Like colleges and universities across the country, the City University of New York (CUNY) has taken extreme measures to deal with the perceived economic fallout of the Covid-19 crisis. Though it is still uncertain whether the fall enrollments will be affected by the pandemic, and while Governor Andrew Cuomo has yet to cut funding to CUNY in the current budget, the university has taken preemptive measures to reduce payroll budgets and several CUNY colleges, such as John Jay, have effectively fired all of their semester to semester adjunct faculty. One of those fired faculty members, Sami Disu, also happens to be a member of Rank and File Action (RAFA), a militant rank and file organization within the Professional Staff Congress Union (PSC CUNY) fighting to build a more militant union and more just university. Below we talk with Sami about his layoff, his experience with the PSC CUNY union leadership, and the current RAFA campaign to defeat layoffs and tuition hikes.
Sami, Can you tell us a little bit about your job at CUNY?
I teach courses concerning themes of race and justice in the Africana Department at John Jay College of Criminal Justice including Environmental Racism (AFR317) and African American Journeys (AFR239). However, I am also what you would call an adjunct activist and I have been heavily involved in the campaign for adjunct wage equity under the $7K or Strike campaign and I am a member of the Free CUNY campaign which aims to restore free tuition at CUNY and other investments to ensure enrolled students can successfully finish their higher education. I also teach Contemporary African Politics (AFPRL 307) at Hunter College for two semesters now, although I received a letter of non-reappointment from them last week.
How do you feel about the administration’s response to the COVID-19 epidemic so far? Do you think they have taken the right steps to protect students and faculty?
Like other institutions of higher education and various levels of government responses to the pandemic, I honestly believe CUNY was slow to act decisively in bringing an end to classroom instruction on the campuses and transitioning them to distance learning. In addition, it took even longer for college workers to be allowed to work from home and for the campuses to be fully shut down. That was a very unfortunate pace of action as I’m sure the delay resulted in avoidable coronavirus infections and, potentially, deaths. There appeared to be significant delays in providing access to learning devices to students across CUNY, which forced administrators to issue a second week long “recalibration break” disruption in an attempt to issue the laptops to students. Students at John Jay College who needed learning devices had to physically come onto campus to receive a loaner learning device which was also unfortunate because they should have been mailed to them to reduce risk of infection. So, no, I have witnessed a cascading series of pandemic response failures that we need to learn from and avoid in the future.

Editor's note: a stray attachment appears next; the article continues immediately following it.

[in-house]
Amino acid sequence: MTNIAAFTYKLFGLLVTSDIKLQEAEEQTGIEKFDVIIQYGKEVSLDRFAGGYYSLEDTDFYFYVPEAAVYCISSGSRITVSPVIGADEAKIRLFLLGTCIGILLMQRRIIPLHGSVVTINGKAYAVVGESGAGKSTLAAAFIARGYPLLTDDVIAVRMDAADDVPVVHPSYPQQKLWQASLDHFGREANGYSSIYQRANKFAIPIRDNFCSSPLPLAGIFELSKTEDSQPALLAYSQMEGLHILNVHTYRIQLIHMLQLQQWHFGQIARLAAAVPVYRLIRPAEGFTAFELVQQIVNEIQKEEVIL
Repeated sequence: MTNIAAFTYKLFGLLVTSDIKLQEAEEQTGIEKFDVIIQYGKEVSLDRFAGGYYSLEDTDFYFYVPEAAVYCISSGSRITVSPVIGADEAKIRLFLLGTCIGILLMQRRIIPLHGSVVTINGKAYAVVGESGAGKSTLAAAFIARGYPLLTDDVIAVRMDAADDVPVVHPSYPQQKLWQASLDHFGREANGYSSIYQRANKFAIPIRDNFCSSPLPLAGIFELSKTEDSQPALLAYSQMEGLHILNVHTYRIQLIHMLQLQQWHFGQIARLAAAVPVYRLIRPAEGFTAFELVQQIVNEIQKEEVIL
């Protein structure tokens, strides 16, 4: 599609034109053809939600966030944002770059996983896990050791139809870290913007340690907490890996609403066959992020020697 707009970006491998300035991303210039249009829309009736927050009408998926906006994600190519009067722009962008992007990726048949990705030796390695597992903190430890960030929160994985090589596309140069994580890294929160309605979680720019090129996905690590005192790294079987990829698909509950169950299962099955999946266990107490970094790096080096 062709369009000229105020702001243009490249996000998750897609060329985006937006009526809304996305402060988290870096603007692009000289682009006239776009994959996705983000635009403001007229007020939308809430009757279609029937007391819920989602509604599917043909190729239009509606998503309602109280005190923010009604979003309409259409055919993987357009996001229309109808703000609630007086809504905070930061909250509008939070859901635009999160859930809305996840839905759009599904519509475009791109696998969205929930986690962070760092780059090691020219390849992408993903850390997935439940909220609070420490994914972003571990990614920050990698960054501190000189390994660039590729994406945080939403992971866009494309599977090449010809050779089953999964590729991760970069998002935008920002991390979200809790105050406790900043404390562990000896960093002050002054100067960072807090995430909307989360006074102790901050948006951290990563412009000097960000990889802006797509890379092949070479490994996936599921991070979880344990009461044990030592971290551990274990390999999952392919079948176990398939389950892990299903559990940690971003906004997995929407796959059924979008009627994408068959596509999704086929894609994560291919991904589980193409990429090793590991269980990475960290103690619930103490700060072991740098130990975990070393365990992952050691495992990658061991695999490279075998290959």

And what about the union, the Professional Staff Congress (PSC CUNY); what do you think of their response to the pandemic?
The PSC like CUNY administration, New York City, State and the federal governments were all slow in their own respects to fully acknowledge the severity of the pandemic and to push for closing down the campuses and transition to distance learning. There is too much blame to go around on this question and I think it’s fair to say that PSC was caught flatfooted because there were college workers, including students who were working on campuses even after transition to distance learning. I think it was the proper role of PSC to have been quicker to spring into action and build pressure on CUNY management to stop requiring workers to come to the campuses.